- Soften the butter. Cut the butter into small cubes and place them into a large mixing bowl. Cover the bowl with whatever is handy (plastic wrap, aluminum foil, a tea towel, a plate,…). Leave the butter at room temperature until completely softened. It might take up to 3 hours if your kitchen is cold. There should be absolutely no resistance when you press a finger into a cube. Butter a 23cm (9-inch) non-stick loaf pan. If your loaf pan is not non-stick, butter it all the same and line it with 2 overlapping strips of parchment paper that are long enough to cover the bottom and sides with 5cm (2 in) of overhang on each side (butter the lower parchment to secure the one on the top). Set the pan aside for now.
- Remove the zest and juice. Strip the zest of the 2 oranges with a vegetable peeler. Be gentle, try to avoid the bitter white pith. Grind the peels in a food processor with the granulated sugar. The fragrant oil extracted from the zest will color and moisten the sugar. If you don’t have a food processor, use a fine-tooth rasp grater to grate the zest of the orange (avoiding the white pith) directly into a bowl. Add the sugar to the bowl and use your fingertips to rub the zest into the sugar. You won’t get the same amount of flavor from the zest but it’ll still be a delicious cake! Slice the oranges in half, prick them several times with a fork, and squeeze them over a bowl to get the juice out. Measure out the juice and divide it, you will need 60ml (¼ cup) for the cake batter and another 60ml (¼ cup) for the glaze.
- Make the cake batter. Preheat the oven to 180°C (355°F). In a large bowl stir together the flour and baking powder and set it aside. Once the butter is really soft, beat it with a hand mixer or a sturdy whisk (or use a stand mixer fitted with the whisk attachment) until creamy about 1 min. Add the orangey sugar to the mixing bowl with the butter in it and beat until light and fluffy about 2 min. Add the eggs, one at a time, and beat for 1 min after each addition. Scrape down the sides of the mixing bowl with a rubber spatula as needed. Now switch to a whisk if you were using a hand mixer (or keep using a stand mixer but reduce the speed to low). Whisk in a third of the flour mixture followed by the milk. Whisk in another third of the flour, followed by 60ml (¼ cup) of orange juice. At this stage, the batter might look grainy but it will come together once the last third of flour is added. So, add the remaining third of the flour mixture and whisk gently just until incorporated.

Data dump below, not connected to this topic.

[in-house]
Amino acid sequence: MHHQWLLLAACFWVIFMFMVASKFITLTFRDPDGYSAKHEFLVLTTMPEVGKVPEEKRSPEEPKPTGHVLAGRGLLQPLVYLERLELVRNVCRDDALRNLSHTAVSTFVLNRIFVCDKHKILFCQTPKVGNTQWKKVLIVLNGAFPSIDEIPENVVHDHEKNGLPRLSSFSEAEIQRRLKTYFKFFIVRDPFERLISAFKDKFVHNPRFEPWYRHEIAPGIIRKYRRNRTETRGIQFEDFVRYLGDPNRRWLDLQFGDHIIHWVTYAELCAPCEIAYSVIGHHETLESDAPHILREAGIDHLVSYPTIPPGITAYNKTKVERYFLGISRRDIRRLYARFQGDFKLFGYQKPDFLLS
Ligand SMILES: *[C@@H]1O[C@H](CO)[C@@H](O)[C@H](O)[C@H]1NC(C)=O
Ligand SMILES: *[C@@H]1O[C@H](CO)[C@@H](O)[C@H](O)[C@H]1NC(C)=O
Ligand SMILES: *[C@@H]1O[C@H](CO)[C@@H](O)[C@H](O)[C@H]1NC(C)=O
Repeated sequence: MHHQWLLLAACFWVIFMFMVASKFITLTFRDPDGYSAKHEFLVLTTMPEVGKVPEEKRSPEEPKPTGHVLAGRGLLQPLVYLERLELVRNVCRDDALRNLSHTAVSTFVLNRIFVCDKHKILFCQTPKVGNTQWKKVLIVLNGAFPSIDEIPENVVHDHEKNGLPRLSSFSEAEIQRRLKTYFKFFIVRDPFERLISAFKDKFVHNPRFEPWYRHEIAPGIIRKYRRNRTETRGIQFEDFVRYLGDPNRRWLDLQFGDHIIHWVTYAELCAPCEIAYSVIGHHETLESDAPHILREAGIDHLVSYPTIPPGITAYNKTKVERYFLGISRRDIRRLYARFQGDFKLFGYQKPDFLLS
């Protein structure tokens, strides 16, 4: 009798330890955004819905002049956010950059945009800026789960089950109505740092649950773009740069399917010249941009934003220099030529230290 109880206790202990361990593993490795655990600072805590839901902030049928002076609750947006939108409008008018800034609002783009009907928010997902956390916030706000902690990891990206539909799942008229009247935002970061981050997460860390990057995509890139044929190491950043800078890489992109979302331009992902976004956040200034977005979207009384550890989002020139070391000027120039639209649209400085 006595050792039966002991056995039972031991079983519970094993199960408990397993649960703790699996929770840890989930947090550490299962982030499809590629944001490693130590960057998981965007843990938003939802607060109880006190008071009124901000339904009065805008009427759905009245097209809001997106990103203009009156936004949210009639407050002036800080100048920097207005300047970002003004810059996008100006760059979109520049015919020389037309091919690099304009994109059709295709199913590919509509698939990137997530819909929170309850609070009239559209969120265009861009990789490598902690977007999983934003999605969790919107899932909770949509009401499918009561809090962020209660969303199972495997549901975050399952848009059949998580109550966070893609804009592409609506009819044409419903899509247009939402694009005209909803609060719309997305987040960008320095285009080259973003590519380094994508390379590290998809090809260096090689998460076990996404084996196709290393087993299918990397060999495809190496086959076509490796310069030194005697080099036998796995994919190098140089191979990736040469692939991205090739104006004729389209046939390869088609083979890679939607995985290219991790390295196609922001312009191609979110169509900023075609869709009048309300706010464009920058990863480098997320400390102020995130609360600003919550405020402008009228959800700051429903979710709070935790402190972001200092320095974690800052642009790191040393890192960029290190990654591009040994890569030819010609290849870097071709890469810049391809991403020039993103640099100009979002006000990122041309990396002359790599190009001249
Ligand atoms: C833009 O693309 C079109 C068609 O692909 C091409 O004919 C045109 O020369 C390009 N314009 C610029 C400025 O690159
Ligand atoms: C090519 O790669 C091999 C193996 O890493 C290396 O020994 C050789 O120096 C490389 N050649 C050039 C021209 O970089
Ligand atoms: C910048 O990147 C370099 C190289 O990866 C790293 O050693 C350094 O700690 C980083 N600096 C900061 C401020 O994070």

- Bake the cake. Scrape the batter into the prepared pan and spread about evenly. Place the pan on a baking sheet lined with aluminum foil or parchment paper. I find it easier to remove the hot pan from the oven while holding a sheet rather than directly touching the loaf pan. It also makes clean-up easier in case of drips or overflowing batter (which shouldn’t happen but better safe than sorry). Bake for 1 hour, loosely covering the cake with a sheet of aluminum foil after 40 minutes have passed to prevent over-browning. After 1 hour in the oven, the cake should have risen well and be golden brown. To make sure it is cooked, insert a toothpick into the center, if it comes out clean your cake is ready. If not, bake it for an additional 5 min and check again. Remove the cake from the oven and let cool for 15 min. Run a toothpick (or a blunt knife) around the perimeter of the cake. Tip the cake out onto a cooling rack. Be gentle, the cake is very tender. Let cool completely.
- Make the glaze. Pour the leftover 60ml (¼ cup) orange juice into a small saucepan. Add the sugar and place the pan over medium-high heat. Bring to a rolling boil, stirring constantly with a wooden spoon until the sugar has completely dissolved. Reduce the heat to medium and cook for 3 min. If you have an instant-read thermometer do use it to check the temperature. It shouldn’t go over 105°C (220°F) or the glaze will harden too much and won’t be spreadable. Pour the glaze into a small bowl and let it cool for 5 min. Use a pastry brush to apply the orange syrup over the top and sides of the cake.
If you stock it you can stir in 1 tbsp of Grand-Marnier, Cointreau, or another orange liqueur in the pan while making the glaze.
The cake will keep at room temperature under a cake dome or tightly wrapped in foil for up to 4 days.
- Serving Size: 1 slice
- Calories: 313
Keywords: easy french cakes, old fashioned desserts, winter baking